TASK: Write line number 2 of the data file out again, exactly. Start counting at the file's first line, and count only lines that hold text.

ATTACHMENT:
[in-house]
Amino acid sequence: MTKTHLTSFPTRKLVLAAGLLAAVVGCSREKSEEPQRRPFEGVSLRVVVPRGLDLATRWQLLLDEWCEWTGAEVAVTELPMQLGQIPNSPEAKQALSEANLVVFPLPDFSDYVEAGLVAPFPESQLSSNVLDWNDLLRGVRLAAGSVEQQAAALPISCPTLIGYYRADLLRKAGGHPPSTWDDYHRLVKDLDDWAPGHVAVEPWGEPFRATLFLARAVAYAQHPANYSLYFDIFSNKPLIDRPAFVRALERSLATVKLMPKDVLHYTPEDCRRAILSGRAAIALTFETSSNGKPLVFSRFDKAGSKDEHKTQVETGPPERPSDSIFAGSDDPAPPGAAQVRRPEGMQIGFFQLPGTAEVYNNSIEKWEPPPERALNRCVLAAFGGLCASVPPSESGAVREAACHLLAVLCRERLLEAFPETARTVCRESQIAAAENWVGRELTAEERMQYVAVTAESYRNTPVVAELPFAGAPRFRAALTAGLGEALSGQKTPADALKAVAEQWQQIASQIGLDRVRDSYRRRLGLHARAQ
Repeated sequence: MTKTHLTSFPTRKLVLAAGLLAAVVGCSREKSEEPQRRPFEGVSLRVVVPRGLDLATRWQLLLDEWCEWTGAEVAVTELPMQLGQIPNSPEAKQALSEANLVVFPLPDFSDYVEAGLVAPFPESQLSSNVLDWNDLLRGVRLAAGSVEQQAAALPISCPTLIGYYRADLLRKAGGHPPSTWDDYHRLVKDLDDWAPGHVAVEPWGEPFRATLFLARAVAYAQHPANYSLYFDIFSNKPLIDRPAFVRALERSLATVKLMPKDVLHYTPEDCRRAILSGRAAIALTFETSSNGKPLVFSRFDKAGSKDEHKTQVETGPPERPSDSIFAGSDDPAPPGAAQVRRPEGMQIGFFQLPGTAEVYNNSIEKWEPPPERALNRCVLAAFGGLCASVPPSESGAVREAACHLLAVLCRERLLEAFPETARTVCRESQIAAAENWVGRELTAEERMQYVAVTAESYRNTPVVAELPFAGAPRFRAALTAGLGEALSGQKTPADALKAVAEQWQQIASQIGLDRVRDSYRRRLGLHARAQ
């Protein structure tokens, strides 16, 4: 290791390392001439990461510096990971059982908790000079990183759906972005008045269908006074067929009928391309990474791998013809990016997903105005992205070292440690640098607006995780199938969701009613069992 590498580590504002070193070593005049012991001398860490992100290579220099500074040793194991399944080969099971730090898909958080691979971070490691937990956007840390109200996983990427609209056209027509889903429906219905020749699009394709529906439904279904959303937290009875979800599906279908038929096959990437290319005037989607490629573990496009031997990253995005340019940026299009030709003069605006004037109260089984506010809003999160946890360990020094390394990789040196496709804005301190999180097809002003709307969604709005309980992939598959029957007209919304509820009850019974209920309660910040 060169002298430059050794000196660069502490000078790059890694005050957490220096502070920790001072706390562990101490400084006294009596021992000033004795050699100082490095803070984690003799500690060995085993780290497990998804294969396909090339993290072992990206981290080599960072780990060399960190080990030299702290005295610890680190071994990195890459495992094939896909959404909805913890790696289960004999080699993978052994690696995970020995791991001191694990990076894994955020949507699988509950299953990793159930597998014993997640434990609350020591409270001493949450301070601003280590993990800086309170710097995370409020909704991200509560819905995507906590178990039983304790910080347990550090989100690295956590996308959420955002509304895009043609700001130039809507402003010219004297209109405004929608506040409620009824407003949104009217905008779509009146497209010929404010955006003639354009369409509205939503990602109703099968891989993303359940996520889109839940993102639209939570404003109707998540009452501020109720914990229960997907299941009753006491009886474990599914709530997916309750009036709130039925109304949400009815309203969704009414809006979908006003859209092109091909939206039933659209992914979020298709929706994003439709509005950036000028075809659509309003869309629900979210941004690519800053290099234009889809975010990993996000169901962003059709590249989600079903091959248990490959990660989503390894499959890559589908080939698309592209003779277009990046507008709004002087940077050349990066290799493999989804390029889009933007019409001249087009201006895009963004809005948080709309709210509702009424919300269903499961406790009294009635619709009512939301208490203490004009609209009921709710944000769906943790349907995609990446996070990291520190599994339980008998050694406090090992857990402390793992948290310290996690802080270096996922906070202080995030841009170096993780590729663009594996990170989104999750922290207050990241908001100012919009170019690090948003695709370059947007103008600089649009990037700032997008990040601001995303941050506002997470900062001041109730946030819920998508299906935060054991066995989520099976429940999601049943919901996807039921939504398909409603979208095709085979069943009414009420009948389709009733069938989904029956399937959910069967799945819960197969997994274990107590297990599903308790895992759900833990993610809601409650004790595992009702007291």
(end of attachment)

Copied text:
Amino acid sequence: MTKTHLTSFPTRKLVLAAGLLAAVVGCSREKSEEPQRRPFEGVSLRVVVPRGLDLATRWQLLLDEWCEWTGAEVAVTELPMQLGQIPNSPEAKQALSEANLVVFPLPDFSDYVEAGLVAPFPESQLSSNVLDWNDLLRGVRLAAGSVEQQAAALPISCPTLIGYYRADLLRKAGGHPPSTWDDYHRLVKDLDDWAPGHVAVEPWGEPFRATLFLARAVAYAQHPANYSLYFDIFSNKPLIDRPAFVRALERSLATVKLMPKDVLHYTPEDCRRAILSGRAAIALTFETSSNGKPLVFSRFDKAGSKDEHKTQVETGPPERPSDSIFAGSDDPAPPGAAQVRRPEGMQIGFFQLPGTAEVYNNSIEKWEPPPERALNRCVLAAFGGLCASVPPSESGAVREAACHLLAVLCRERLLEAFPETARTVCRESQIAAAENWVGRELTAEERMQYVAVTAESYRNTPVVAELPFAGAPRFRAALTAGLGEALSGQKTPADALKAVAEQWQQIASQIGLDRVRDSYRRRLGLHARAQ